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Do You Need a Debt Management Plan?

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Do You Need a Debt Management Plan?

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If you’re falling behind on bill payments, paying your credit card bills every month but your balances aren’t budging, or if you’re charging more on those cards just to stay afloat each month, it could be time to consider professional help, like a debt management plan.

Also known as a DMP, a debt management plan is a debt-relief option offered through a debt counseling agency or debt management company. These companies typically are members of organizations such as the National Foundation for Credit Counseling and the Association of Independent Consumer Credit Counseling Agencies. They work with your creditors to come up with a monthly payment solution that works for your situation.

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    The NFCC, for example, is an American nonprofit organization that provides counseling services for consumers. Established in 1951, the NFCC consists of a network of 106 agencies and 850 offices in the United States.

    When you enroll in a debt management plan through a company affiliated with an organization like the NFCC, you make a monthly payment to the counseling agency, and it pays your participating creditors on your behalf. You pay a small monthly fee to the credit counseling agency for their help. (This fee may be waived if you can’t afford it.)

    Is a Debt Management Plan Right for Me?

    Like all debt-relief methods, a debt management plan might not be your best option, so it’s important to fully understand debt management in order to decide on the right solution for you.

    Debt management is usually a good option for people overwhelmed by unsecured debt like credit cards, medical bills and other kinds of debts that don’t involve collateral.

    So, for example, if you’re struggling to pay your mortgage or car loan, a debt management plan probably isn’t going to be your best option. Likewise, student loan debt is typically not eligible for debt management plans except in rare cases.

    But, if you have multiple credit cards with balances, a DMP can simplify things because you have just one payment to make each month to pay all your participating credit card issuers, and often that payment will be made automatically from your bank account.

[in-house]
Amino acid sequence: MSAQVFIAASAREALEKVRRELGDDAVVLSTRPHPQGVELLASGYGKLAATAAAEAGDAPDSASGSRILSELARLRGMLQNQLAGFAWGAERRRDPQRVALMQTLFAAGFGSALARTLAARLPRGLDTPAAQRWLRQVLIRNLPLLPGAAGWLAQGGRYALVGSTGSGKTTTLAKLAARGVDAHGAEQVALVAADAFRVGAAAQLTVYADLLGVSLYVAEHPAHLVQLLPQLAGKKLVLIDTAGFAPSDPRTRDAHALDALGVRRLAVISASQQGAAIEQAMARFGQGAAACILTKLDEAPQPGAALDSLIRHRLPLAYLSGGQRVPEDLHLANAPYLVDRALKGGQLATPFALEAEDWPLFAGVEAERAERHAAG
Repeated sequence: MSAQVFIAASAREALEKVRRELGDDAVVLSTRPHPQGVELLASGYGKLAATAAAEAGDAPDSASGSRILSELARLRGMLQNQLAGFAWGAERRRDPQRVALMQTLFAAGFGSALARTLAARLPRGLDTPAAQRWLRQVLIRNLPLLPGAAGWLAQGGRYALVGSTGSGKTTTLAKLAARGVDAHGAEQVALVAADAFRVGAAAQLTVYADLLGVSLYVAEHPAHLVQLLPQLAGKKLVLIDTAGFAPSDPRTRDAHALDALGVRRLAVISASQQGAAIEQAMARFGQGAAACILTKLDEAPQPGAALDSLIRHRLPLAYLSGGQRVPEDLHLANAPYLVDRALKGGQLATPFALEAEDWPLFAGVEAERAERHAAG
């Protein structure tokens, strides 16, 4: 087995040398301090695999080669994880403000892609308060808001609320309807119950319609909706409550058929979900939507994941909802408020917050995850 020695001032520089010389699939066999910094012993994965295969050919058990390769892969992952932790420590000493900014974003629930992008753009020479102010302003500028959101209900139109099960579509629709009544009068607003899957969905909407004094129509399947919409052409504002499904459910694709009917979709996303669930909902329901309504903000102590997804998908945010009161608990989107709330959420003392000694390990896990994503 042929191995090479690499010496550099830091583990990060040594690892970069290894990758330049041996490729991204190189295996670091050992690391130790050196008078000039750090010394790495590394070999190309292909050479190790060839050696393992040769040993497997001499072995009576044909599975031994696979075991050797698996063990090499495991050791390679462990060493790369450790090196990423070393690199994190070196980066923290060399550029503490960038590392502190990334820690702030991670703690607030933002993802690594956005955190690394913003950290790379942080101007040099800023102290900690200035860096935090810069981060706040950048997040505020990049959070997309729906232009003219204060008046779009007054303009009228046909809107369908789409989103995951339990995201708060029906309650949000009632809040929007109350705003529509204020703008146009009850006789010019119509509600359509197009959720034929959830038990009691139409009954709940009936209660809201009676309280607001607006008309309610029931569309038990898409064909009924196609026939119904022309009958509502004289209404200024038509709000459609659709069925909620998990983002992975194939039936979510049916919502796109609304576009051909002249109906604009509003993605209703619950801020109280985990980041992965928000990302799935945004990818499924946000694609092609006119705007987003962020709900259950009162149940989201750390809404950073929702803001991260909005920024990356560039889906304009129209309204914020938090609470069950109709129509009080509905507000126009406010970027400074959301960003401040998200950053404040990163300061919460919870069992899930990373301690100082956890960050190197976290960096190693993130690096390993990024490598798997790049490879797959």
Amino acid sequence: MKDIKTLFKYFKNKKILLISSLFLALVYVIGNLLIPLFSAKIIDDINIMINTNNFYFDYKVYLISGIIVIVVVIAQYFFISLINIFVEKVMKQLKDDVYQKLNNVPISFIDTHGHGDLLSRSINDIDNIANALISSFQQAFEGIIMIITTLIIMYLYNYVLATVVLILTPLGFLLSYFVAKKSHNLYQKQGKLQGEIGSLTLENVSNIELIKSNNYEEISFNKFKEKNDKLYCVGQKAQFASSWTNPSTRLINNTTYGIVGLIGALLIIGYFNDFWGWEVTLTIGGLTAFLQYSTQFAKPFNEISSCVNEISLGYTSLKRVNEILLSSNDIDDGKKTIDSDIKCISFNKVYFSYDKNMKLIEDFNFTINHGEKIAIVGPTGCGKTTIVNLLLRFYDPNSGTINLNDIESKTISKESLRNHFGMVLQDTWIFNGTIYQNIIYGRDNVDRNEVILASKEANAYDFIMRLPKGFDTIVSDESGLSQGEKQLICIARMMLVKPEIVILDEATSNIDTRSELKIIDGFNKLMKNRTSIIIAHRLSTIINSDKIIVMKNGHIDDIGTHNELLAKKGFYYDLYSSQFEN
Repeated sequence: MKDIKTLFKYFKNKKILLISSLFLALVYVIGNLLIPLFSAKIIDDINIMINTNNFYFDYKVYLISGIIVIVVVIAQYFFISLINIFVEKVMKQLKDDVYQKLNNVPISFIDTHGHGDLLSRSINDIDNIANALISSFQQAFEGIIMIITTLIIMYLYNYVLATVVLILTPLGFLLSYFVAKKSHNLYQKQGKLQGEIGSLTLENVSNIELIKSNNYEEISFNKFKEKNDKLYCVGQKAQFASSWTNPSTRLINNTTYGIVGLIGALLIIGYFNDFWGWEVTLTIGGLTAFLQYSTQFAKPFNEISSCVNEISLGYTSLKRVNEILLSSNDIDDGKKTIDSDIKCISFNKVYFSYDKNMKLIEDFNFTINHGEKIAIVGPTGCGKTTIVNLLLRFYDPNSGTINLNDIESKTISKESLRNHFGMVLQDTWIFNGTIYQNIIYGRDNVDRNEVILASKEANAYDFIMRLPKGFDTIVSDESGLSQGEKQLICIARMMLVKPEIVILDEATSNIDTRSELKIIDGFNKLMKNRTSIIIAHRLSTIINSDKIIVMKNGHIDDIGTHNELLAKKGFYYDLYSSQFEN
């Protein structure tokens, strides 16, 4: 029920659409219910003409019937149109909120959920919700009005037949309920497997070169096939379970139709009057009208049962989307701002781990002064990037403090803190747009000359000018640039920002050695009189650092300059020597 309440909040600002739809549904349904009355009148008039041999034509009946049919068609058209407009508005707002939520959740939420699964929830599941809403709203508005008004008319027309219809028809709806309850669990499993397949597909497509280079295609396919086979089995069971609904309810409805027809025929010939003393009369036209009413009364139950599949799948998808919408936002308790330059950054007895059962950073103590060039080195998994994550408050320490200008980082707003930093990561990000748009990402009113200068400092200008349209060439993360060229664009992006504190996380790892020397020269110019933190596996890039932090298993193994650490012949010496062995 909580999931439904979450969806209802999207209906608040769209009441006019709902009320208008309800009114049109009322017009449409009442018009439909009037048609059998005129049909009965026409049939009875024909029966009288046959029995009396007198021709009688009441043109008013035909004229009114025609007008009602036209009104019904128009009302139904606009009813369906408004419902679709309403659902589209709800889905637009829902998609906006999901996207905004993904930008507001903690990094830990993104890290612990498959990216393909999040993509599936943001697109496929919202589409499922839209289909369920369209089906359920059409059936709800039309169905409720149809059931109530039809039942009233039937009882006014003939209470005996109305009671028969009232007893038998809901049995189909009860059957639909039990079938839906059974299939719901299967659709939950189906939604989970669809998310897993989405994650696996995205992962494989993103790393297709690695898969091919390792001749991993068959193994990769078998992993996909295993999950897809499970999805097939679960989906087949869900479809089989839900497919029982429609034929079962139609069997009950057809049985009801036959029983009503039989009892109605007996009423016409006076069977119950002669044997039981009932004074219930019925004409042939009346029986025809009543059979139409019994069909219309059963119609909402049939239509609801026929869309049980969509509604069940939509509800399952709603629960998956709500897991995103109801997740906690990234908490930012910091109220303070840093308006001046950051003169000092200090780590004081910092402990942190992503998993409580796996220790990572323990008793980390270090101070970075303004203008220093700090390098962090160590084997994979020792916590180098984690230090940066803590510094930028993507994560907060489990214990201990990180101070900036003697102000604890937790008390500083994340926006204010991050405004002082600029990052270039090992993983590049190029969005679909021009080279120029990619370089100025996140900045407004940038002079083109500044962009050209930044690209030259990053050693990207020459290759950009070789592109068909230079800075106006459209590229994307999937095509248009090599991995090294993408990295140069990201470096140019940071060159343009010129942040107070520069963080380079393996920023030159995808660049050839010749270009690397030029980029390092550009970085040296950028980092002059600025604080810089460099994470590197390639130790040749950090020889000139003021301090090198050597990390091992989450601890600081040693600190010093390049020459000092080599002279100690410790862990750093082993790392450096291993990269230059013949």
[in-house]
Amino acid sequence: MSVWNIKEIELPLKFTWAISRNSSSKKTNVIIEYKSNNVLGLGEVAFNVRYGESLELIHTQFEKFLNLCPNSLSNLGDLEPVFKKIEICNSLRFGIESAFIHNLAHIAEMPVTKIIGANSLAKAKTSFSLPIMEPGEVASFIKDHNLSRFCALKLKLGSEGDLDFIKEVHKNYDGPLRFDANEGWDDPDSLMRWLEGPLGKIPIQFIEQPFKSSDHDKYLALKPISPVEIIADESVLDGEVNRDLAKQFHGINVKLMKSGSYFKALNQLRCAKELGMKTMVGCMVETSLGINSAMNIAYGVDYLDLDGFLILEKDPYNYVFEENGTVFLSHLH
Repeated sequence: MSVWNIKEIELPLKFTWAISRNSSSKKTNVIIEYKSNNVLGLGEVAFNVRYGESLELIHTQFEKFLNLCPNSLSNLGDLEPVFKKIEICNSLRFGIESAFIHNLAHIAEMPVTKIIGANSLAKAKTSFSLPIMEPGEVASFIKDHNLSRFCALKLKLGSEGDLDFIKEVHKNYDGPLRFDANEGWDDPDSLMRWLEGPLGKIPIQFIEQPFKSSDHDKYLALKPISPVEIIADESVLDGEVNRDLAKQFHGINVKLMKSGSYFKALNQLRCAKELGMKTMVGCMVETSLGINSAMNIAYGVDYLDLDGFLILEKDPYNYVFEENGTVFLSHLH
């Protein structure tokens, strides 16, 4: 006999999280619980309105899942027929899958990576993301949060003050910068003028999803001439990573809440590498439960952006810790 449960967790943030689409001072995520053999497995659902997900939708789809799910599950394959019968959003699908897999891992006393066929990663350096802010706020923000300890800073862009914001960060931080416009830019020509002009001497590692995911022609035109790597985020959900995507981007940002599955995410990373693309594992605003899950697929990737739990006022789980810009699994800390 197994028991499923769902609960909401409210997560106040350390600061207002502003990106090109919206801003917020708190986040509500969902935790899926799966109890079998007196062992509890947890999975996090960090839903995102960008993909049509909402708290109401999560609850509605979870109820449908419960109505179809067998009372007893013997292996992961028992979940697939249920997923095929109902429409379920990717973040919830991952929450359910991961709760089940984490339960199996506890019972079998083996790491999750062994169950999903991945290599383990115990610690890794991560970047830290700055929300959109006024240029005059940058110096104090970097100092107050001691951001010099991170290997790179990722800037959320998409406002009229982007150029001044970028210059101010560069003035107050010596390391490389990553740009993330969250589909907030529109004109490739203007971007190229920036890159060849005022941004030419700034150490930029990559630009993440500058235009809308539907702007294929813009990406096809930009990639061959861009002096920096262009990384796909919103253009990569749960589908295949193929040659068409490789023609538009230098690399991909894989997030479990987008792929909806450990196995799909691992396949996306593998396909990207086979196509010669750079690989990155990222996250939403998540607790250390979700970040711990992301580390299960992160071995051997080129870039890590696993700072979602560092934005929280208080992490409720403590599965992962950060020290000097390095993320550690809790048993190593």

A credit counselor also may be able to negotiate lower interest rates with your creditors and get late payment fees and other fees waived, which will help to lower your monthly payment amount. Because of the lower interest rate, more of your monthly payment will be applied to your outstanding balance, and this will help to speed along your repayment. For example, one agency reported that clients reduced their monthly interest payments by an average of $209.81, and their total monthly payments went down an average of $172.48 each month. (Cambridge Credit Counseling Transparency Report #8).

    Are There Drawbacks to a DMP?

    Debt management plans typically last three to five years, and when you enroll in a debt management plan, participating creditors will close or suspend your lines of credit. So make sure you are ready to live credit card-free for a while. (You may be able to keep one card open if you need it for travel or business purposes, for example.)

    Once you complete your plan as agreed, some of your creditors may re-establish your credit based on your new, debt-free status and the on-time payment history that you established through the course of the debt management plan. If not, you can rebuild your credit the traditional way, with a secured credit card, which requires a deposit.

    To find out what kind of debt solutions are right for you, it’s a good idea to seek out a reputable credit counselor who can walk you through them.

    How Does a Debt Management Plan Affect Your Credit?

    While paying down debt in a responsible and timely manner is ultimately good for your financial life and your credit, participating in a debt management plan may have a somewhat negative impact on your credit during the course of the program. It seems counter-intuitive — after all, you’re getting a handle on your debt, shouldn’t you be rewarded?

    The negative impact is due to the fact that you must close your accounts while in the program, and this can affect your debt-usage ratio. This factor accounts for about 15% of your credit scores. (On the flip side, paying down your debts will improve your overall debt levels. Some consumers see their scores improve during and after one of these programs.)

    You should also consider that a potential landlord or employer who pulls your credit report will be able to see that you are enrolled in a debt management plan. Be prepared to explain why you are doing that and how it will help your overall financial health.

    Because of these factors, debt management plans make the most sense for people who are struggling with high-interest debt, especially those who are making little-to-no headway paying down debt on their own, or who are worried about falling behind on their payments.

    If you successfully complete a DMP, however, your balances will be paid off and you will be able to start putting the money you were paying on them toward other financial goals.

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